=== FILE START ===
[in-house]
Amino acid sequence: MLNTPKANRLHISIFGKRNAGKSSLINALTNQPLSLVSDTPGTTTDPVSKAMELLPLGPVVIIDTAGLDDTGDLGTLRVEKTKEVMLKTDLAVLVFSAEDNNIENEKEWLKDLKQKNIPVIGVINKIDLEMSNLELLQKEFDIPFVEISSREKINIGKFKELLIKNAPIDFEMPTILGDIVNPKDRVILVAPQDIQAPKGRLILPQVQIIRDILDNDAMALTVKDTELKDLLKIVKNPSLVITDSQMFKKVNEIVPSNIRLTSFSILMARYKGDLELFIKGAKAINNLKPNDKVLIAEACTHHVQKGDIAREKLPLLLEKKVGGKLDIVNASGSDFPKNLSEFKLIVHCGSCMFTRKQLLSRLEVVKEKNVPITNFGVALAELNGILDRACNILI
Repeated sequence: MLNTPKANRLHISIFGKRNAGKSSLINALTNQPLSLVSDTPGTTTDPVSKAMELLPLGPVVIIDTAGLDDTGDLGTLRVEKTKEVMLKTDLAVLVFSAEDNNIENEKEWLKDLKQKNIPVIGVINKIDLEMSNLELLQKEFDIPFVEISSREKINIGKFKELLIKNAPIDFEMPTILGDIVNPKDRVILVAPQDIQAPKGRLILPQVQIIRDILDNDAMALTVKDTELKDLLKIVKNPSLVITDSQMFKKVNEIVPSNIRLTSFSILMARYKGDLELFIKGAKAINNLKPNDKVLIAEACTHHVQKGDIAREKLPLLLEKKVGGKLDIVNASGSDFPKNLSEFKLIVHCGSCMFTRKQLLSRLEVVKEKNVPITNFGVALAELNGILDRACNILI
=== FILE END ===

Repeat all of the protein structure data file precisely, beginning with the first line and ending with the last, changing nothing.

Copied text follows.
[in-house]
Amino acid sequence: MLNTPKANRLHISIFGKRNAGKSSLINALTNQPLSLVSDTPGTTTDPVSKAMELLPLGPVVIIDTAGLDDTGDLGTLRVEKTKEVMLKTDLAVLVFSAEDNNIENEKEWLKDLKQKNIPVIGVINKIDLEMSNLELLQKEFDIPFVEISSREKINIGKFKELLIKNAPIDFEMPTILGDIVNPKDRVILVAPQDIQAPKGRLILPQVQIIRDILDNDAMALTVKDTELKDLLKIVKNPSLVITDSQMFKKVNEIVPSNIRLTSFSILMARYKGDLELFIKGAKAINNLKPNDKVLIAEACTHHVQKGDIAREKLPLLLEKKVGGKLDIVNASGSDFPKNLSEFKLIVHCGSCMFTRKQLLSRLEVVKEKNVPITNFGVALAELNGILDRACNILI
Repeated sequence: MLNTPKANRLHISIFGKRNAGKSSLINALTNQPLSLVSDTPGTTTDPVSKAMELLPLGPVVIIDTAGLDDTGDLGTLRVEKTKEVMLKTDLAVLVFSAEDNNIENEKEWLKDLKQKNIPVIGVINKIDLEMSNLELLQKEFDIPFVEISSREKINIGKFKELLIKNAPIDFEMPTILGDIVNPKDRVILVAPQDIQAPKGRLILPQVQIIRDILDNDAMALTVKDTELKDLLKIVKNPSLVITDSQMFKKVNEIVPSNIRLTSFSILMARYKGDLELFIKGAKAINNLKPNDKVLIAEACTHHVQKGDIAREKLPLLLEKKVGGKLDIVNASGSDFPKNLSEFKLIVHCGSCMFTRKQLLSRLEVVKEKNVPITNFGVALAELNGILDRACNILI